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Is Creativity an Essential Life Skill for Students?

Nurturing creativity in our students is essential if we’re going to give them the skills they need to navigate life successfully…or is it, asks David Didau...

  • Is Creativity an Essential Life Skill for Students?

We talk a lot about the need to teach students to be more creative, but is this really what we want? And more to the point, is it really what they need?

It should go without saying that we are all in favour of young people being able to identify problems, generate potential solutions, evaluate the effectiveness of those strategies, and then communicate with others about the value of the solutions. But is this ‘creativity’?

A dark side

When it comes to successfully operating in the world, it’s usually much more efficient to follow well-established processes rather than trying to think of new ways to solve old problems.

Most definitions of creativity value appropriateness at least as highly as novelty and so, rather than constantly urging children to ‘be more creative,’ it might be more productive to teach them when and in what contexts ‘being creative’ is actually useful.

There’s no doubt that there are enormous benefits to innovation, but could there also be costs?

Creativity can have a dark side. A range of studies indicate a causal link with poorer mental health; and, although the case is far from proven, this is something that’s rarely considered in our impetuous rush to urge more creativity out of young people.

Although people identified as creative are responsible for greater innovation, creativity is also associated with poor attention to detail, lower performance quality and reduced conscientiousness.

Conformity, by contrast, is linked with higher performance quality.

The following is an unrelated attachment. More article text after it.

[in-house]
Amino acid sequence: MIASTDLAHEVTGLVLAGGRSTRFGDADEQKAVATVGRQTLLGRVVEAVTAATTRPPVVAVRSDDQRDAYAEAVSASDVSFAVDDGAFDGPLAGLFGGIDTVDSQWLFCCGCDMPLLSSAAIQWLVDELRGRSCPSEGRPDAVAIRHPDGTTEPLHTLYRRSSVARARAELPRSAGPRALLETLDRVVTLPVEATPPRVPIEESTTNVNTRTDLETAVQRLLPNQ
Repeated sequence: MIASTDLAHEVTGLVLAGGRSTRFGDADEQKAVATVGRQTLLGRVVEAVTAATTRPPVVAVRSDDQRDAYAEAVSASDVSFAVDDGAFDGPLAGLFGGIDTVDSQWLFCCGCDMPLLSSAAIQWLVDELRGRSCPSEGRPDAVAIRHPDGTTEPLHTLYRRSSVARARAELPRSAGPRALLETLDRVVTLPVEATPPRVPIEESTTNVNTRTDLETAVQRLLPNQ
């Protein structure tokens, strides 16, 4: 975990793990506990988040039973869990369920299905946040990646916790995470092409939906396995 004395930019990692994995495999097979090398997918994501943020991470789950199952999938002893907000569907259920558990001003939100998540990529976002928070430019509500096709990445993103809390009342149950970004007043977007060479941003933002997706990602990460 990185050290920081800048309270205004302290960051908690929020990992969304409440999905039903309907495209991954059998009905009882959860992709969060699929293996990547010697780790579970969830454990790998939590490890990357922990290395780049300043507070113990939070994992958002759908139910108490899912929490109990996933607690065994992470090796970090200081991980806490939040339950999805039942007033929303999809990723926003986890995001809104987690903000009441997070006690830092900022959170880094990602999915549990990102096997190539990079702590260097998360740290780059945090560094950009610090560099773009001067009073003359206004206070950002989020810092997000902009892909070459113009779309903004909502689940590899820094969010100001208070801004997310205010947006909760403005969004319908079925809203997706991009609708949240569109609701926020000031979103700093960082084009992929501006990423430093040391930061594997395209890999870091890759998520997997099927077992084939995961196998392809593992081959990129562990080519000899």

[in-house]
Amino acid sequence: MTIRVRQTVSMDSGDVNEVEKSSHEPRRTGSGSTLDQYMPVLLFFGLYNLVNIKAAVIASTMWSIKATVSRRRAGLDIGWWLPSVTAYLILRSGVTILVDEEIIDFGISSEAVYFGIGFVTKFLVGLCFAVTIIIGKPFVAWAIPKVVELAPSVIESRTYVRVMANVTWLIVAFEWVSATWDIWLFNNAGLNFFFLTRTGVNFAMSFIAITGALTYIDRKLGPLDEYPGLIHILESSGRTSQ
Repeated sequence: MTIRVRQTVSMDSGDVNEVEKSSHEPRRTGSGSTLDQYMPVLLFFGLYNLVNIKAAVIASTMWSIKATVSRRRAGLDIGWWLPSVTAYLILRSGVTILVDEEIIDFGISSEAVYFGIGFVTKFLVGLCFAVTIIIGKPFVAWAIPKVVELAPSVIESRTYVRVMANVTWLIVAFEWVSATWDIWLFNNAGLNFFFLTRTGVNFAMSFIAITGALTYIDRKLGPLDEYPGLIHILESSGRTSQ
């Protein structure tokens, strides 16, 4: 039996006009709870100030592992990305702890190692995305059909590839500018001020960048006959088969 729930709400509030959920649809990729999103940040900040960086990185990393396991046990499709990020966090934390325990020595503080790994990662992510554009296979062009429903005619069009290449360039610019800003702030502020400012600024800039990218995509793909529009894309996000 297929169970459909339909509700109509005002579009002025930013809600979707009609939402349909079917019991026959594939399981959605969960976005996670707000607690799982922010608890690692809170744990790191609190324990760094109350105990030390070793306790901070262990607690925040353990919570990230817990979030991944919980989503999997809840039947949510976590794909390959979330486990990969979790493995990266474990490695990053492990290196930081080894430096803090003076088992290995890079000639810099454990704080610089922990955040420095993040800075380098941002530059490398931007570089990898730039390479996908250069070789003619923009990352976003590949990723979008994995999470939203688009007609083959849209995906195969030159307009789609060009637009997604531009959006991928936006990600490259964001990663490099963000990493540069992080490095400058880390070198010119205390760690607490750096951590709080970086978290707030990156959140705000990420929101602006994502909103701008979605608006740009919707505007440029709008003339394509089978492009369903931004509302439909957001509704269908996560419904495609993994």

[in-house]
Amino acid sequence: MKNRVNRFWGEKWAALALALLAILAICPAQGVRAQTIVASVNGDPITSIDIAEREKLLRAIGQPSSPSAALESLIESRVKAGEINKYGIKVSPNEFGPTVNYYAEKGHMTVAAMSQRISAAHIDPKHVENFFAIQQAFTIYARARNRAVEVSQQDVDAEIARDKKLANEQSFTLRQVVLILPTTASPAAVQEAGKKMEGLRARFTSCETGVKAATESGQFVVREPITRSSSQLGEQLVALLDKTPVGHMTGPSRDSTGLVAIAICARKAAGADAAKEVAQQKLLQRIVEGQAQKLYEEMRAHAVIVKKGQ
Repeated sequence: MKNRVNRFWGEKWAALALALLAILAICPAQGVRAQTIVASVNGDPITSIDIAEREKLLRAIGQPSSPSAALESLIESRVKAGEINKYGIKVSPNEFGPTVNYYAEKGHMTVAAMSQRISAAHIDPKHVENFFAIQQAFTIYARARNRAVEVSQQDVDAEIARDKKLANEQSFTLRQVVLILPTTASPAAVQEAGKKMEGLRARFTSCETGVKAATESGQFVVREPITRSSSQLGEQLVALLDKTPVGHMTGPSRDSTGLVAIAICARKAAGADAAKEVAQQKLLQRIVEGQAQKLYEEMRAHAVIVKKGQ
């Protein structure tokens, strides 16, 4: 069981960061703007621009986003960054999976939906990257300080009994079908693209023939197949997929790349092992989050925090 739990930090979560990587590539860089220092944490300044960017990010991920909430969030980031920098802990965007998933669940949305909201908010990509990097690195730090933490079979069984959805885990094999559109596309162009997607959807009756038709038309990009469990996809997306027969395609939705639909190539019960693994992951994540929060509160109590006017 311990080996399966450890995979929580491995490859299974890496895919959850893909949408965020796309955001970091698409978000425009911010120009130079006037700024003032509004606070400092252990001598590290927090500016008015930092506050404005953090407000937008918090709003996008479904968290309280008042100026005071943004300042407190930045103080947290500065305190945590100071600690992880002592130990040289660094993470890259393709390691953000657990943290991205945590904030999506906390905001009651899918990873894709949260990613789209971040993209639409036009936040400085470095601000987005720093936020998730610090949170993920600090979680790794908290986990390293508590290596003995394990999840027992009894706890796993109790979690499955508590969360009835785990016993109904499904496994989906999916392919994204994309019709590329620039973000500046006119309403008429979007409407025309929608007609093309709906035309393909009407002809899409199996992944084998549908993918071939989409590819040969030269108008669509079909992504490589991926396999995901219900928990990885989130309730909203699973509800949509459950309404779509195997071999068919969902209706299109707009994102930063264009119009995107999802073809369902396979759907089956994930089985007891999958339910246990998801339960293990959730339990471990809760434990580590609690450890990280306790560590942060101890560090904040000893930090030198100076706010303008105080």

There are also findings that connect creativity with selfishness; less pro-social attitudes which, in workplace environments, can lead to greater levels of conflict and reduce team performance.

Classroom concerns

So, why is creativity so fetishised, especially in the classroom? Although teachers speak approvingly of creative students, tellingly, they tend to dislike and disapprove of those personality traits that are associated with creativity; people who score highly in tests of this quality are often more obnoxious, fail to take the time to be courteous and can be overly critical of others.

When it comes to the classroom, traits associated with creativity are often those displayed by students considered disruptive or unruly.

This is not to say that more creative students are less well-behaved – it may be that they get into more trouble because their teachers find them irritating – but it does lend weight to the conclusion that creativity – whatever it is – is not unequivocally desirable.

‘Creative’ students may benefit from being explicitly taught the value of conforming to pro-social norms and self-control.

As every teacher will know, there are certain brands of creativity that are, perhaps, misplaced in the classroom, if not downright unwelcome.

That’s not to say enquiring minds should be crushed, nor that enthusiasm should be stemmed, but it does mean that the concept of self-regulation should be given at the very least equal weight.

Creativity without self-control is unlikely to result in anything useful.

Not so simple

It’s fair to say that creativity is, like most other things, morally neutral. It certainly isn’t inherently good.

Successful criminals are as likely to be creative as famous artists, and the idea of ‘creative accountancy’ has become a byword for dishonesty.

Like any other human behaviour, creativity can be used for the betterment of mankind or to further selfish and destructive goals.

None of this is to argue that being creative is in itself a bad thing, but just encouraging creativity without considering the consequences may not be quite as desirable as it superficially sounds.

Understanding creativity is hideously complex, and the appeal of grand, overarching, generic theories about it is that they tend to be simple and easy to understand.

Their simplicity is also their weakness.

While we can’t pretend to know exactly what creativity is, nor how to instil it in students, any attempt to reduce it to a set of easy-to-teach principles is not only misguided, it’s potentially detrimental both to students and to society.


David Didau is an independent education consultant and writer. He blogs at learningspy.co.uk and you can follow him on Twitter at @DavidDidau.

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